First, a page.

Our Global Volunteers host's little son, Roshan, "making soup" in the kitchen.

Banana peppers from our backyard. Delicious fried.

india :: day 3

On Monday we spent much of our day getting acquainted with the volunteer team, and finding out where we would be working. I was assigned to teach the Lower Kindergarten and Upper Kindergarten classes at Grace Nursery and Primary School, in Porur, Chennai. The children from Grace School come from all walks of life. Some of them are too poor to be able to pay the school fees, but not all of them. There is a shortage of teachers at Grace, so they depend on the volunteers to be able to teach all the classes. I'll share some photos of my students at Grace tomorrow. For today, here are more photos from the neighborhood surrounding the guesthouse where I am staying. Litter fills the streets, and the stench fills the air, mixed with incense, curry, smoke from burning trash, and exhaust. Cows roam the streets, rummaging around in the trash looking for edible scraps.

In the evening we went to SEAM, the SouthEast Asia Mission, the orphanage our team is working with. The children sang and danced for us, and we spent some time getting to know them. They proudly showed off their rooms, showed us their future library and led us around their home. They were so excited to see us, so eager for our attention, so wanting and needing our affection. Beautiful, beautiful children. I don't want to even think about how hard it is going to be to leave them in two weeks...

india :: day 2

Day two in India. We hired a tuk-tuk to take us to the beach, for when in a city on the coast of India, it only seems proper to make a visit to the beach. But the tuk-tuk drivers (yes, two drivers - a father and son team) seemed intent on showing us the scenic route, and took us to visit a few temples along the way. At that point, we were having so much fun we had no interest in seeing the beach, so we let our driver show us the city. Here are some of the sights we visited on Saturday. These next few were taken at the Contemporary Art Gallery in Chennai. We didn't have time to go inside, but walked around the grounds outside.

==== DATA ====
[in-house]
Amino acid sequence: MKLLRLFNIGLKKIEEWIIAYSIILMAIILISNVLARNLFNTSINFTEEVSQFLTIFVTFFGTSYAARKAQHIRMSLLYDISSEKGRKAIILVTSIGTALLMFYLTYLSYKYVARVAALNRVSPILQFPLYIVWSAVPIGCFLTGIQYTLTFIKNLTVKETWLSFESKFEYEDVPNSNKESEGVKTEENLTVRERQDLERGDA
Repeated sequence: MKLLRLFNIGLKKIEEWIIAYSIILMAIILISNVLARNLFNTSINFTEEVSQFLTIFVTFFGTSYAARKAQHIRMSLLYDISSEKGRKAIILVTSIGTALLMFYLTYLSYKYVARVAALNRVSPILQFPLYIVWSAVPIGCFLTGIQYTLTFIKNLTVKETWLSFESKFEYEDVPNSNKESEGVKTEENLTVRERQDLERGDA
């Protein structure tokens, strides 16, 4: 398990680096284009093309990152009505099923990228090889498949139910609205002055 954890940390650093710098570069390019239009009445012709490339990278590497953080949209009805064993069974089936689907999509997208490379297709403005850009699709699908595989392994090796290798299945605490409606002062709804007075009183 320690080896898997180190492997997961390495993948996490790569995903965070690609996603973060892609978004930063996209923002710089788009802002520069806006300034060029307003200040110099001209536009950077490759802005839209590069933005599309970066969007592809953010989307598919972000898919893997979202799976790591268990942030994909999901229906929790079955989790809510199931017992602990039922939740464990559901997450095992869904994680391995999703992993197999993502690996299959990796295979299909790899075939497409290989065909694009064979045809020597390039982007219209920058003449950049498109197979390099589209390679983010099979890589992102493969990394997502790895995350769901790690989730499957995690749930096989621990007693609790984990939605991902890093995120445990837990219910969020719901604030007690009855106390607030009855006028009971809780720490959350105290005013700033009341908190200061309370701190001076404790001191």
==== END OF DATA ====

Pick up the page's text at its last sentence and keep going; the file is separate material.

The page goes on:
Then our host from Global Volunteers picked us up from our hotel and drove us to the guesthouse, where we will be staying for the next two weeks. Here is my room - charming, comfortable, and cheerily bright. We have our own private bathroom, one room with a shower, sink, and toilet. I have yet to master the Indian-style shower, which involves two buckets and very little water. And none of it hot. However, given that we are blessed with a western-style toilet, I'm not one to complain.

Ok, signing off for the night, in hopes of a semi-complete night of sleep. Goodnight, all.

india :: day 1

As I write now, I am getting settled in my room in the guesthouse in Porur, India. Yes, what everyone says about India is true. It's overwhelming, in an absolutely magical and endlessly beautiful way. But there's also devastation, filth and extreme poverty, existing side by side in a world that is fast-moving, loud, and intent. We spent the first couple days in India trekking around Chennai in a tuk-tuk, or motorized rickshaw. We found ourselves in T. Nagar, a shopping district filled with sarees, books, jewelry, food, and textiles. Too overwhelmed to write more... tomorrow we will officially begin our volunteer program. Tonight, sleep!